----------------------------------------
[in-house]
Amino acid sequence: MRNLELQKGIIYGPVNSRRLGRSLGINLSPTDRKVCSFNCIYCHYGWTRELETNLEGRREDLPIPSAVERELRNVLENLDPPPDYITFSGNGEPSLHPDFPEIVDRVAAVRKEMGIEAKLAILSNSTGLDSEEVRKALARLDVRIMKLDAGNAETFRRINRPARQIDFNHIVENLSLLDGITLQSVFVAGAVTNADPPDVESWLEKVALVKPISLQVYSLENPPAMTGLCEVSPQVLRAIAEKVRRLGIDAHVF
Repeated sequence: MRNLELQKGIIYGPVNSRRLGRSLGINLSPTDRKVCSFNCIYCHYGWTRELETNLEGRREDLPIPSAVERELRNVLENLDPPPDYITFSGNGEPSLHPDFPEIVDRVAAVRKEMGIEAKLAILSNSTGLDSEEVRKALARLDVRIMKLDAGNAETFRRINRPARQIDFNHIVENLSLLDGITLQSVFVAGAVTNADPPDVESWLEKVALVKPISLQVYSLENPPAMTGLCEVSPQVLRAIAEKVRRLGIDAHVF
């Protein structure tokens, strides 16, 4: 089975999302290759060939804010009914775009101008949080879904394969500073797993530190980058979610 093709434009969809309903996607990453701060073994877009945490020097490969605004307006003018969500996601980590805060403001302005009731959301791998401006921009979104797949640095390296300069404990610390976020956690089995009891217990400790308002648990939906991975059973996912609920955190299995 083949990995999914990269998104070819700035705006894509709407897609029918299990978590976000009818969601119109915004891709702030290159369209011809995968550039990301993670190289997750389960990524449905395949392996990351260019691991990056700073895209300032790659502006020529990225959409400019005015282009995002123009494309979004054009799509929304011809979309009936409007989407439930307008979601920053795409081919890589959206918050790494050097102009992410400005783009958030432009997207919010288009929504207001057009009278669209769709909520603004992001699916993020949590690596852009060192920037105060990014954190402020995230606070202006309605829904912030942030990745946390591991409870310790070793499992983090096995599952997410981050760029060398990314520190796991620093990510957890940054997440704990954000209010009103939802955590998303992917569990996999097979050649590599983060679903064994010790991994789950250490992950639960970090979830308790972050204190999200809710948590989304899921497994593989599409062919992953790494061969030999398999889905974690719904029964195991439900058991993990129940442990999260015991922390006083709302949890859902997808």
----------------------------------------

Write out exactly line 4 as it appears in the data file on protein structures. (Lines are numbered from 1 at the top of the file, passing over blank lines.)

């Protein structure tokens, strides 16, 4: 089975999302290759060939804010009914775009101008949080879904394969500073797993530190980058979610 093709434009969809309903996607990453701060073994877009945490020097490969605004307006003018969500996601980590805060403001302005009731959301791998401006921009979104797949640095390296300069404990610390976020956690089995009891217990400790308002648990939906991975059973996912609920955190299995 083949990995999914990269998104070819700035705006894509709407897609029918299990978590976000009818969601119109915004891709702030290159369209011809995968550039990301993670190289997750389960990524449905395949392996990351260019691991990056700073895209300032790659502006020529990225959409400019005015282009995002123009494309979004054009799509929304011809979309009936409007989407439930307008979601920053795409081919890589959206918050790494050097102009992410400005783009958030432009997207919010288009929504207001057009009278669209769709909520603004992001699916993020949590690596852009060192920037105060990014954190402020995230606070202006309605829904912030942030990745946390591991409870310790070793499992983090096995599952997410981050760029060398990314520190796991620093990510957890940054997440704990954000209010009103939802955590998303992917569990996999097979050649590599983060679903064994010790991994789950250490992950639960970090979830308790972050204190999200809710948590989304899921497994593989599409062919992953790494061969030999398999889905974690719904029964195991439900058991993990129940442990999260015991922390006083709302949890859902997808």